On or Off?
First off, both power-training programs were beneficial for almost all outcome measures. This can partly be put down to the simple fact that any additional training – remember that both groups added 2-3 h of weekly training rather than replacing 2-3 h of endurance riding with power training – was going to be beneficial.
However, the beneficial response also matches the emerging consensus in the scientific literature that high intensity or power work during the off-season is critical for maintenance or enhancement of cycling fitness.
But to the question at hand, were there differences between RPT and CPT?
- Three participants dropped out of the study (21 started, 18 finished) but the dropouts weren’t due to the study (crashes, race commitments), and no intervention-related injuries occurred. Training load across both groups were similar.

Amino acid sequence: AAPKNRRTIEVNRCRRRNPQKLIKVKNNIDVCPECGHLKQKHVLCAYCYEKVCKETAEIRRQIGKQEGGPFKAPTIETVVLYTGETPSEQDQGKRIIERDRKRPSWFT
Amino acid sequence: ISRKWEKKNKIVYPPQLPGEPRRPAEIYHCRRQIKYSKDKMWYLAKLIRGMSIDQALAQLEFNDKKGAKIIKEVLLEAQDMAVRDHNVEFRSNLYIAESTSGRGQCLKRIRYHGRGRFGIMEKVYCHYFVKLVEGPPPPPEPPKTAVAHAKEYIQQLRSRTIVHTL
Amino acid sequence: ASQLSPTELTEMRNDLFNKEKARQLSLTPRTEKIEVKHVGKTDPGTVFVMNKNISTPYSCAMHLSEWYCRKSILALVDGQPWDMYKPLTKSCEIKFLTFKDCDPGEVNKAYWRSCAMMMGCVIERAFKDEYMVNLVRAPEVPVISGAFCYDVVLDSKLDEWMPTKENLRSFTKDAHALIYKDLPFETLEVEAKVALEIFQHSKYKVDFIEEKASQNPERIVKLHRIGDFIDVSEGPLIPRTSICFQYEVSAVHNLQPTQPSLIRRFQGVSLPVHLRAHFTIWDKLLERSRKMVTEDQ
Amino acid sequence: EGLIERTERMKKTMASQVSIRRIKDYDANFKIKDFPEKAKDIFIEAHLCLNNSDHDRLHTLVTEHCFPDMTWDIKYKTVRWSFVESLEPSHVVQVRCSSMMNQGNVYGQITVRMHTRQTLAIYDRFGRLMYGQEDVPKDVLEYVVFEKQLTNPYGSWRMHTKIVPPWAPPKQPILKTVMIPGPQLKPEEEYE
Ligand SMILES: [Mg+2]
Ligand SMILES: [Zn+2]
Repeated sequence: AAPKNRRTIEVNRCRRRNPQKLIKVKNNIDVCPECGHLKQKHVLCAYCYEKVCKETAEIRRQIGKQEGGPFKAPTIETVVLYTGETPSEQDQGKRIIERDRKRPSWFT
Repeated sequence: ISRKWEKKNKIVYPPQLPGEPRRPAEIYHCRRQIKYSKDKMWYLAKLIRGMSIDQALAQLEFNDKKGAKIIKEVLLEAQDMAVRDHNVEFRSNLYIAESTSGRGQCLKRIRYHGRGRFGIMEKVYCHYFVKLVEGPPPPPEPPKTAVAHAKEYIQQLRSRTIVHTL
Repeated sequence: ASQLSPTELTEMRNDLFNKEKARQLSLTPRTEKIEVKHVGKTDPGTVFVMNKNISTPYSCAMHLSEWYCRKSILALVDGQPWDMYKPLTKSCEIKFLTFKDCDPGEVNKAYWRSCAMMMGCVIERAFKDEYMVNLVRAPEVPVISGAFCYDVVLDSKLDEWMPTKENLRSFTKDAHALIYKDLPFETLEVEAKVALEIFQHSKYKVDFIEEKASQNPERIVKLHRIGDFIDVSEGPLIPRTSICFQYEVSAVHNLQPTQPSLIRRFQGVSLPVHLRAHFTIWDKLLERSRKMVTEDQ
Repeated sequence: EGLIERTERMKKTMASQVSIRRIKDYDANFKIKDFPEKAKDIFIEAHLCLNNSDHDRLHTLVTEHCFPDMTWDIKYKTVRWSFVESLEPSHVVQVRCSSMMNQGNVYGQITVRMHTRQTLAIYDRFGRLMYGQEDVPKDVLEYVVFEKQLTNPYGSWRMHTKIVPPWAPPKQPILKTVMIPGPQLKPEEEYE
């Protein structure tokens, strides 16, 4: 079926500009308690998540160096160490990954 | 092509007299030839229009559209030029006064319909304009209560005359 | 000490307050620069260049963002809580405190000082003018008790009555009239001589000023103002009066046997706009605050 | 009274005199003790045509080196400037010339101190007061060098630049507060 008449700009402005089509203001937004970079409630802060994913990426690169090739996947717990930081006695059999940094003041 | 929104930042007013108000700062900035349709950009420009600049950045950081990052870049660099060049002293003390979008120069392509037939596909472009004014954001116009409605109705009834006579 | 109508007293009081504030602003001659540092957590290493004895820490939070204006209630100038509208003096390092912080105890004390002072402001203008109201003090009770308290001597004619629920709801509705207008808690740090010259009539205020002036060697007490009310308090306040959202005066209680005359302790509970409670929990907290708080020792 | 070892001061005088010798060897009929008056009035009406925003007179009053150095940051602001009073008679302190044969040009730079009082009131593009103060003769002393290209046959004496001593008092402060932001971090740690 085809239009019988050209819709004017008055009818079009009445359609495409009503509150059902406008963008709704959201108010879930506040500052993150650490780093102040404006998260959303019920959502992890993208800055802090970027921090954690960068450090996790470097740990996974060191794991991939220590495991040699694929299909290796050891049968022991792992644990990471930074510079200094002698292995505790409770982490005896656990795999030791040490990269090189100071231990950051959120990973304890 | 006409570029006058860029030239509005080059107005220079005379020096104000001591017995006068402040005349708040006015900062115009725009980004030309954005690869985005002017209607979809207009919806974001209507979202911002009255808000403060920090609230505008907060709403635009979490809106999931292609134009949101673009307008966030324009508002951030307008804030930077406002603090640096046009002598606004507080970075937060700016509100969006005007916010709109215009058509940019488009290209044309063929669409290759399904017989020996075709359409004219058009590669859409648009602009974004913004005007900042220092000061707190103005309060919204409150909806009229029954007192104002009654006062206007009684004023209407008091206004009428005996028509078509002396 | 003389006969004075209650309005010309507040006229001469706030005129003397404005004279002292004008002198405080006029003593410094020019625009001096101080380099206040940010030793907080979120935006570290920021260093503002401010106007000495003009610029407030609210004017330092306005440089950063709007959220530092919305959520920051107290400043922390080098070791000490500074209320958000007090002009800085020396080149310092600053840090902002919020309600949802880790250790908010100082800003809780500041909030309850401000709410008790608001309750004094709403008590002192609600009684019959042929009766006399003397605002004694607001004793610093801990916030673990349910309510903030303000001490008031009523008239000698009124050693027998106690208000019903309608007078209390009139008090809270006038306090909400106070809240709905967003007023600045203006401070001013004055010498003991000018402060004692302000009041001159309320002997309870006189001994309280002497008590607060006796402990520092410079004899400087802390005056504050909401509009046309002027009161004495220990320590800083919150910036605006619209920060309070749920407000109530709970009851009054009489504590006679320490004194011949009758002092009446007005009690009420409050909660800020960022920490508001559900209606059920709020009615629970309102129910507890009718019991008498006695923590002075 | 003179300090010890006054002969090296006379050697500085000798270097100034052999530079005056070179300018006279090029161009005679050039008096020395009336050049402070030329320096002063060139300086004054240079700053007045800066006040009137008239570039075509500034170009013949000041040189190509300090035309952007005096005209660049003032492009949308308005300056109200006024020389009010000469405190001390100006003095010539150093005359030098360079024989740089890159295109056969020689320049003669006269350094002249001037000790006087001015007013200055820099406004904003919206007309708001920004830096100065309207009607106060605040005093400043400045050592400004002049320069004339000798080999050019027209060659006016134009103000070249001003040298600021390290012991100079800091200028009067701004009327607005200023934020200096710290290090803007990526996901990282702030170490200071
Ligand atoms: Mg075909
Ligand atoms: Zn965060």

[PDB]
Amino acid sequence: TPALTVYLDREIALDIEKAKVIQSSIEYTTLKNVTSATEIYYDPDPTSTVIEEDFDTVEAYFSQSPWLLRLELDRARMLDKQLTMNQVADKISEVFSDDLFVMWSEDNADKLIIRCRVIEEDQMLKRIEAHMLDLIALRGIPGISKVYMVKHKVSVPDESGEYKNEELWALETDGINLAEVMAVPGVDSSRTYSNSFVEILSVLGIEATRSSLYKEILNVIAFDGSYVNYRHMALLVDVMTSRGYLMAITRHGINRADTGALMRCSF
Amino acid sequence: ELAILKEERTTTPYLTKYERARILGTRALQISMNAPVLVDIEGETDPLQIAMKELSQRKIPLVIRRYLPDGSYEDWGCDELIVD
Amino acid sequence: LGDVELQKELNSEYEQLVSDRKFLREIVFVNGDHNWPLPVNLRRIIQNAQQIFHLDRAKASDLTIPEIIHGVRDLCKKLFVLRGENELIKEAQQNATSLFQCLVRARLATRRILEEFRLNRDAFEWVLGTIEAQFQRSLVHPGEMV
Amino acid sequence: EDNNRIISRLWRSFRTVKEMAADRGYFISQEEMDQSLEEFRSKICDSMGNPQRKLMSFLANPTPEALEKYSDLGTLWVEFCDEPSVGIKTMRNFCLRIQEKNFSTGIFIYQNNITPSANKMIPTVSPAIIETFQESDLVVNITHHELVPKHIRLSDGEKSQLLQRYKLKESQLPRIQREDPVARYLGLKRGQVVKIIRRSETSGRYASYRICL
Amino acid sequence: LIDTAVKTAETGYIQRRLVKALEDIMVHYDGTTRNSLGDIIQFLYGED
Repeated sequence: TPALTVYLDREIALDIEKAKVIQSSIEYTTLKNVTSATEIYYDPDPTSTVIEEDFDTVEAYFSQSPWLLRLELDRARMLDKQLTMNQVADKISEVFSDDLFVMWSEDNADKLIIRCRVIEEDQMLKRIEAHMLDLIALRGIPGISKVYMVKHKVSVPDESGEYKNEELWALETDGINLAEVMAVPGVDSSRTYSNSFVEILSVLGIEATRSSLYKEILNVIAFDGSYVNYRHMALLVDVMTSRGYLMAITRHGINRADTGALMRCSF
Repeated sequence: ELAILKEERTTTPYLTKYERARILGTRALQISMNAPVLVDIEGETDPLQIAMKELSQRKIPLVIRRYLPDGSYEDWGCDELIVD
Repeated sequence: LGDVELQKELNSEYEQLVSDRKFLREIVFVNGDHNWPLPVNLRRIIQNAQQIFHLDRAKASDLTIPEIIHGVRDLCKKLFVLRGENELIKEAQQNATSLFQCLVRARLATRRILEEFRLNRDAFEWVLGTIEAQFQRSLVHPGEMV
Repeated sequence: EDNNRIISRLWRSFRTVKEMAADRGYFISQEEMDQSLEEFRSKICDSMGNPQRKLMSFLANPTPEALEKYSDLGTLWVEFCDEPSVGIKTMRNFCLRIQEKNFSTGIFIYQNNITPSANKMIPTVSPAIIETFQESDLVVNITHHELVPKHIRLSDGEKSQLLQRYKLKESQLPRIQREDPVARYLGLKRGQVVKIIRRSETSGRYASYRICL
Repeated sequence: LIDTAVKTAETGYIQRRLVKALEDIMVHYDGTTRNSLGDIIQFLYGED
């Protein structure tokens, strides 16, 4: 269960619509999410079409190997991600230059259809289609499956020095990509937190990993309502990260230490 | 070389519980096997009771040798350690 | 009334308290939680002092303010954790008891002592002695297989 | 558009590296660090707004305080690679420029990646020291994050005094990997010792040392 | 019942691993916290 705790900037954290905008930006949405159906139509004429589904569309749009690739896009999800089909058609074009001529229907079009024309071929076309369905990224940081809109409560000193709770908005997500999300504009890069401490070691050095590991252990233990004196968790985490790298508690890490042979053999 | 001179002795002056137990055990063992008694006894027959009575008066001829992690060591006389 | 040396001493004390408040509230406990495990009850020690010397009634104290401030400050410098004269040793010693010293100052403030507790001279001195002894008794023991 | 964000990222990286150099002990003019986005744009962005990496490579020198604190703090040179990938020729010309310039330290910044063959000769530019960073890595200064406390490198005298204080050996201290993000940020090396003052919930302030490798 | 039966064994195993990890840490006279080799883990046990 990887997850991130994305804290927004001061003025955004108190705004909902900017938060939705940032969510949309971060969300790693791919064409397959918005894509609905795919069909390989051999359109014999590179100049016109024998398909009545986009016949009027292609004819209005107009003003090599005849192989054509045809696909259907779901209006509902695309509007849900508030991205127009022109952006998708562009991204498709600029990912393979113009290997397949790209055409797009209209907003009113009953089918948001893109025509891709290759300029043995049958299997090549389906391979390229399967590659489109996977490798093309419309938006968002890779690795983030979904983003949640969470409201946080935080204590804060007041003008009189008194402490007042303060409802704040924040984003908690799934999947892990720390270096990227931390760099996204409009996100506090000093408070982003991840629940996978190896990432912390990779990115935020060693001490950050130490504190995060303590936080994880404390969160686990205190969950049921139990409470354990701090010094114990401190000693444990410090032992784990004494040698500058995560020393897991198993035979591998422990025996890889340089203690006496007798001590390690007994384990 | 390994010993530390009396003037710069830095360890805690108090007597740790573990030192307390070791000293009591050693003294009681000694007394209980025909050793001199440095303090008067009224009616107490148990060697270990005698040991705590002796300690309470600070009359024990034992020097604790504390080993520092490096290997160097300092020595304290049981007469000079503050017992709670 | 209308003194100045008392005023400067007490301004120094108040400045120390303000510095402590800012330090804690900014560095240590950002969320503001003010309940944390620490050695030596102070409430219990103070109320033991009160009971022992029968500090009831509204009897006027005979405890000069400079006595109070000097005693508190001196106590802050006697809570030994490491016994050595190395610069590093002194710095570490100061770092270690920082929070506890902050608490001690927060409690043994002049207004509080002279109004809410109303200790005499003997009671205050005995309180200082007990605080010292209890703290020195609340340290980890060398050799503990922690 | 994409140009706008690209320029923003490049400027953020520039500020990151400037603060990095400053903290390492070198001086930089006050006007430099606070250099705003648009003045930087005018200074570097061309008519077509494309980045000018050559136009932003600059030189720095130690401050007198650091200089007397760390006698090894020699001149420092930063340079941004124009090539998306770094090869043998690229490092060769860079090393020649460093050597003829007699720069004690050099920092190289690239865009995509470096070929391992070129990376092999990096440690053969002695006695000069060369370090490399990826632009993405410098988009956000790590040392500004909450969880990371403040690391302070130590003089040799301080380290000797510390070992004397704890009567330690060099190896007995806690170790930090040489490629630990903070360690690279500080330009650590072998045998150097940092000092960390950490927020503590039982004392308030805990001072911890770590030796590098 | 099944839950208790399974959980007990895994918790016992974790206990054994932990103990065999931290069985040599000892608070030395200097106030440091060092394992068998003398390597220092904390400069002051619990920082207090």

- Muscle strength outcomes tended towards being slightly better for the RPT group, with significant or close-to-significant improvements for most outcomes. In contrast, the CPT group had no significant improvements in strength measures. Part of this might be explained by familiarity with the lifting task in the RPT group.
- Ultimately, we’re cyclists and care most about cycling outcomes. Here, both RPT and CPT improved equally by roughly 4% in absolute average power or in W/kg over the 8 min TT. In both groups, no intervention effects were seen in cadence, suggesting that both groups were able to generate more torque (i.e., ride a bigger gear) during the TT. Both groups saw a similar slight improvement in power output at either ventilatory threshold or respiratory compensation point.